21 Aug 2014
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San Mateo County Officials Urge Vaccinations After Measles Case Confirmed

Health officials recommended that residents -- especially children and international travelers -- get immunized against the highly infectious viral disease.

San Mateo County Officials Urge Vaccinations After Measles Case Confirmed
By Bay City News Service

A rare case of measles has been detected in a San Mateo County patient, the regional health department announced Tuesday.

 The patient, who had recently traveled internationally, was "currently under provider care," and health officials were following up on "any potential exposure" to people the patient had been in contact with, according to a statement released by the San Mateo County Health System.

 Health officials recommended that residents -- especially children and international travelers -- get immunized against the highly infectious viral disease.

 "The recommended vaccine schedule produces nearly 100 percent immunity against measles, which is important when there is an increase in the spread of measles cases as we are seeing this year," county health officer Dr. Scott Morrow said in a statement.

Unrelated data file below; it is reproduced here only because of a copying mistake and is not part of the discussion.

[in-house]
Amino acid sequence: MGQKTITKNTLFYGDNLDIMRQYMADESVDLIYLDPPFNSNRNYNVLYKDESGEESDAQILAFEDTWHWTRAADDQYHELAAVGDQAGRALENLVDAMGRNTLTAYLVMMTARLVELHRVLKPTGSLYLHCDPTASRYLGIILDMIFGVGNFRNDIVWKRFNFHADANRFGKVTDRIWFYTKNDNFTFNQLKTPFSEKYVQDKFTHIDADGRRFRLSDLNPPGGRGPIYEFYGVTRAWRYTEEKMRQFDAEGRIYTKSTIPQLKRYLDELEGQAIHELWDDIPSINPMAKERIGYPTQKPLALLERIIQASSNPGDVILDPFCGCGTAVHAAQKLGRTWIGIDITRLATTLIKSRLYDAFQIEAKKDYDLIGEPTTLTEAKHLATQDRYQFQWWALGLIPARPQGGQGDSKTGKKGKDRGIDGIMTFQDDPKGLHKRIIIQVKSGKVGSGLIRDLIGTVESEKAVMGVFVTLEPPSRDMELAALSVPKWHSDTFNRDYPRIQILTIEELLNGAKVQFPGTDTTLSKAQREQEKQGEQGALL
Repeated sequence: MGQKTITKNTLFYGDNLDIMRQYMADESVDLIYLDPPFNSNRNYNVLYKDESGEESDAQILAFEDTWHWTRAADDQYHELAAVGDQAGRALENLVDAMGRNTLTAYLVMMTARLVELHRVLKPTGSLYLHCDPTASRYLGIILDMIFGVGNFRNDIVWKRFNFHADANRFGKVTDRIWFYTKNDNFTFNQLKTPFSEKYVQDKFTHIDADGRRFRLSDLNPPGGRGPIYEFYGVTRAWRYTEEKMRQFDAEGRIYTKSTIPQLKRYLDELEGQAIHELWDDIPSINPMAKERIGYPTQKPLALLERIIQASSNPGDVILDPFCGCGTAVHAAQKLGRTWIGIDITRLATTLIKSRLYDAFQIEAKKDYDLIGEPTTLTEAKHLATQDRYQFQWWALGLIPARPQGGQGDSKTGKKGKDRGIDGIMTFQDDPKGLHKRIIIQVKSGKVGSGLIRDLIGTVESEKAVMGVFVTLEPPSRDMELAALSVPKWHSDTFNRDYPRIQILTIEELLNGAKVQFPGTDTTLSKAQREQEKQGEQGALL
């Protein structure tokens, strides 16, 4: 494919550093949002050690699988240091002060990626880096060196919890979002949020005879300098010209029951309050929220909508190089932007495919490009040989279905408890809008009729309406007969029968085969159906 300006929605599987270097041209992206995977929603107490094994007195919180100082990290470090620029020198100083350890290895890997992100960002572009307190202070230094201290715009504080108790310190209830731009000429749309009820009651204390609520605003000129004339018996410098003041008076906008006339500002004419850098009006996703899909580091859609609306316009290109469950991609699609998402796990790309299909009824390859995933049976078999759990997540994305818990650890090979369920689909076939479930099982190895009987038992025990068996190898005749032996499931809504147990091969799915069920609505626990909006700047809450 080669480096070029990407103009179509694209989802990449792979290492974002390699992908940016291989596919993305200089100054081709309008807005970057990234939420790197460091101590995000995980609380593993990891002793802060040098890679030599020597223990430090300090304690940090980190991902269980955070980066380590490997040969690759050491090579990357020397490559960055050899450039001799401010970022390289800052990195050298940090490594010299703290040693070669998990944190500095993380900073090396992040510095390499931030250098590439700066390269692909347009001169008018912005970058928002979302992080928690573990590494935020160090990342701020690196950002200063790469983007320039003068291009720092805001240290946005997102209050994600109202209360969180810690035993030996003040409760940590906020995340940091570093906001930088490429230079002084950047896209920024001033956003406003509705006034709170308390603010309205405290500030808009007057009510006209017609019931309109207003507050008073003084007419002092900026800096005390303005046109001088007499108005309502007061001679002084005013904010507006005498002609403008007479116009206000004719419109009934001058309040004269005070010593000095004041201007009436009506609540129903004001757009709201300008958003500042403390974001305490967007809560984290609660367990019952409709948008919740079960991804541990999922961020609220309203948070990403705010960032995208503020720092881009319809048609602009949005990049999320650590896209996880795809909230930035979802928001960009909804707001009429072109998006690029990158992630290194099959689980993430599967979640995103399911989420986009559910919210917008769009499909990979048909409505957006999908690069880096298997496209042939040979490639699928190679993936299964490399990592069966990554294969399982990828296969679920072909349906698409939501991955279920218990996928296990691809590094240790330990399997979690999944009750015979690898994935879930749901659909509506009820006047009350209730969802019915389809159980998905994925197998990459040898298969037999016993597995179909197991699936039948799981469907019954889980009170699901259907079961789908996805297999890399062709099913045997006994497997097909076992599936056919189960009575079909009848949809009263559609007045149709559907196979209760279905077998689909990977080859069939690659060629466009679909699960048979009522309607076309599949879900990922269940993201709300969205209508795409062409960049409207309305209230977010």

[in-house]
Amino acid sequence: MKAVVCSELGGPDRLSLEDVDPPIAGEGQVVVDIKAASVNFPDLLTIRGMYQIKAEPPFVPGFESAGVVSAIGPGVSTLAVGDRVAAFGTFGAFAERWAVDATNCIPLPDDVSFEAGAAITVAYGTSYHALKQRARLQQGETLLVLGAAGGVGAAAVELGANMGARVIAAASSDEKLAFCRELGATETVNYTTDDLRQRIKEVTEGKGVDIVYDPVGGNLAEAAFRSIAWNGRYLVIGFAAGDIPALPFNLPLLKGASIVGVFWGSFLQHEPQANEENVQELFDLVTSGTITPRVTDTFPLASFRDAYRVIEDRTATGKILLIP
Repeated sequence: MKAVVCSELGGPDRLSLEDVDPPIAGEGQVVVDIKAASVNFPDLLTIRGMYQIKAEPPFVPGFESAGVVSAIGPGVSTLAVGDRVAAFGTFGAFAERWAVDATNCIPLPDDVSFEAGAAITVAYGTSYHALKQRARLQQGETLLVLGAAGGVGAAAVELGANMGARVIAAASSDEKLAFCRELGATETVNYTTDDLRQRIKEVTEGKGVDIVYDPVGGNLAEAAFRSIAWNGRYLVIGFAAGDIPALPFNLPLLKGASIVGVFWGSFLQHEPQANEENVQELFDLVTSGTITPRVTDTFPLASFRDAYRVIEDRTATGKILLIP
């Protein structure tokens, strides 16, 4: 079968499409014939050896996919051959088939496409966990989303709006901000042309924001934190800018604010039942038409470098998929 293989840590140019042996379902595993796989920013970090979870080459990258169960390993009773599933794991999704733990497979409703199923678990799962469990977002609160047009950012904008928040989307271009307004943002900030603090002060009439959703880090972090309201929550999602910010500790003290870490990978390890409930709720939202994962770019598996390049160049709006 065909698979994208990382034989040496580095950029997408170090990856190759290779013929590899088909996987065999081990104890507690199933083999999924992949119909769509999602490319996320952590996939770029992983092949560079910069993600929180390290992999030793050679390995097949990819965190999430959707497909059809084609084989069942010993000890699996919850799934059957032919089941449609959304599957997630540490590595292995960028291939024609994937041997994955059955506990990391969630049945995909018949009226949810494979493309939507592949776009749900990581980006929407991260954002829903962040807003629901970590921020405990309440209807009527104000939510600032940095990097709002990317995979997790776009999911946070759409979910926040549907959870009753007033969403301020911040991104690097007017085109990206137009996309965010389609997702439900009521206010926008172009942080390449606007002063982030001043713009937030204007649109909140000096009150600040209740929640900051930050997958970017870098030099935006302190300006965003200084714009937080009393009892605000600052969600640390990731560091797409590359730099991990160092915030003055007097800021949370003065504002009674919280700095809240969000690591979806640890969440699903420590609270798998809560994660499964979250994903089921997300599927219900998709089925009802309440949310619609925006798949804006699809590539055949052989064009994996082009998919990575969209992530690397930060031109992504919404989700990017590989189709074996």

As of Feb. 21, there were 15 confirmed cases of measles in California so far this year, according to the state Department of Public Health. By this time in 2013, there were only two confirmed measles cases, according to the CDPH.

There were no measles cases detected in San Mateo County in 2013, according to health officials.

 Nearly all recent measles cases in the U.S. have been linked to international travel, underscoring the importance of getting vaccinated before traveling to countries like India and the Philippines, which are in the midst of a measles outbreak, according to the health system.

 "As measles continues to spread in many countries, we can expect measles to become increasingly common in our own communities," county communicable disease controller Dr. Catherine Sallenave said.

 Measles is a highly contagious disease that spreads easily through the air when an infected person coughs or sneezes. Symptoms begin with a fever that lasts for a couple of days, followed by a cough, runny nose, red, watery eyes, and rash, health officials said.

 Immunization information can be found online at www.cdc.gov/vaccines/schedules/.

 Information about travel vaccines can be found online at wwwn.cdc.gov/travel/contentVaccinations.aspx



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